Let me know, I’m curious.

LONG READ

CX, JAWS AND SPACE


HOW SIMPLICITY IS REALLY DIFFICULT

So this is something from the Business Storytelling Masterclass. It’s focused on 1 of the 3 core foundational elements of storytelling: Simplicity. Simply put: before you can tell any story, anything about your programme or initiative, or present what your team is doing, you need to strip it down. To the bare essentials.

This is hard. There is a good reason the number one question I get asked is ‘How do I make it work in the organisation?’ Turning all your expertise, experience, plans and ambitions to tangible success is difficult. All too often I see clever people making clever plans based on clever insights… and yet, the organisation doesn’t listen.

And this isn’t confined to a specific topic. Whether you are in CX trying to make a mark with your workshops, or in Digitalisation or Data trying to explain what it actually is you do, or in NPS defending some choices against an ignorant critic that half-baked repeats the first hit in Google.

Frustrating, right? Unfair even. But… maybe it’s just that your story isn’t convincing. Or interesting. Or too complex?

Being able to say in just a few words what you do is incredibly hard. Even more so in business as the usual corporate jargon makes it so easy for us to hide behind vague wordings. And you end up describing yourself let’s say as: “we excell at delivering high value connections”. Only to find that it’s just completely and utterly interchangeable with the next team, or worse, the Starbuck around the corner. On top of that, we’ve never learned narrative skills. At best we are literally describing what we do. And that’s never a good idea. It makes it dull and again does not position you any different than the next team that has the same task, right?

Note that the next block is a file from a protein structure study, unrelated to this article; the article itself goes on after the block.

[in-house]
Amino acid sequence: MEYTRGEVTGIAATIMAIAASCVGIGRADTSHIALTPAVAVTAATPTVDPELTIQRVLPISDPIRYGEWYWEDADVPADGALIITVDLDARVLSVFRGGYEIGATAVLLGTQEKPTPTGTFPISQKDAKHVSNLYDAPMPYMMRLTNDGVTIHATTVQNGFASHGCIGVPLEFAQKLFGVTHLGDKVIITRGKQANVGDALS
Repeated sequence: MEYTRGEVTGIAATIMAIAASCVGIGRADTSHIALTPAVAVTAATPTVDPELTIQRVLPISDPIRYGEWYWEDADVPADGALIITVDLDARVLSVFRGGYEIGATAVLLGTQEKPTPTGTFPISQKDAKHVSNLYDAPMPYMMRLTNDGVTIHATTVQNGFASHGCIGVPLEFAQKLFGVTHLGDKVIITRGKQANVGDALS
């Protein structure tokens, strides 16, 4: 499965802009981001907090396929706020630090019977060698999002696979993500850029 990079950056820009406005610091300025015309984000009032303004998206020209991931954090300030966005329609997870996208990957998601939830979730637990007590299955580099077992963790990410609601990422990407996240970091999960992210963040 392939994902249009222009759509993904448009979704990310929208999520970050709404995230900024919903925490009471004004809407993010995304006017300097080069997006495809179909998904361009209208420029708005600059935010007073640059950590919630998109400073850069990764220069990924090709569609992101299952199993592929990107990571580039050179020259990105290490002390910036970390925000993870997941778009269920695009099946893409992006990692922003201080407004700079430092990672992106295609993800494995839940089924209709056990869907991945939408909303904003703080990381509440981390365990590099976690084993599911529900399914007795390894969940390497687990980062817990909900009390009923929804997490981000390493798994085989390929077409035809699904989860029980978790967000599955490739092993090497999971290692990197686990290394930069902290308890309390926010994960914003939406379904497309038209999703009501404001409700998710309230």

For cues we can take lessons from Hollywood. They excel at it. They are masters of ‘taglines’. Just looking at film posters you can spot beauties like ‘From the moment they met it was murder’ (from Double Indemnity, 1944) and “On every street in every city in this country, there is a nobody who dreams of being a somebody” (from Taxi Driver, 1976). Notice the evocative or sensory language they’re using. By any means it’s not just a functional description. Using words that conjure up images and feelings help the tagline come to life.

The most famous tagline of all, rated number one by all film buffs, is the tagline created for the movie Alien (1979): “In space, no one can hear you scream”. This really pushes all the buttons of your imagination. Immediately you are intrigued what will happen. You imagine the solitude of being alone in space. You feel queasy with anxiety as apparently something is going to make you scream.

Most interesting however is to note that this tagline is meant for the poster. For an external audience. But for this film, we also know what the tagline was for the internal audience. The audience that needed to be convinced on the idea and budget to make it. The internal tagline for Alien was: “Jaws, in space.” And again this is just a terrific tagline. In just 3 words the audience knows what it will get.

Of course it completely depends on the audience’s prior knowledge. They would have to know the movie ‘Jaws’. They would have to know its concept of a big monster lurking out there and man’s feeble, almost impossible attempts to slay it. They would have to be able to imagine that storyline in a science-fiction narrative. And, most important, they would have to know ‘Jaws’ was a blockbuster success and weigh their chances on repeating that success.

Obviously they could do all this. They were all movie executives. It’s their job! This internal tagline was completely aimed at the audience, their knowledge, and their interests. (I’ll share more on ‘Playing the Audience’ another time).

Just 3 words, and it captured their imagination, giving them a clear idea where you’re headed, and what they will get out of it.

So here’s your thing to do. How simple, elegant, unique, thought triggering can you be? Try it. Create a tagline. Say it out loud. If it helps, imagine a really cool filmposter of your team. What would the tagline on it be that draws audiences in?

Let me know, I’m curious.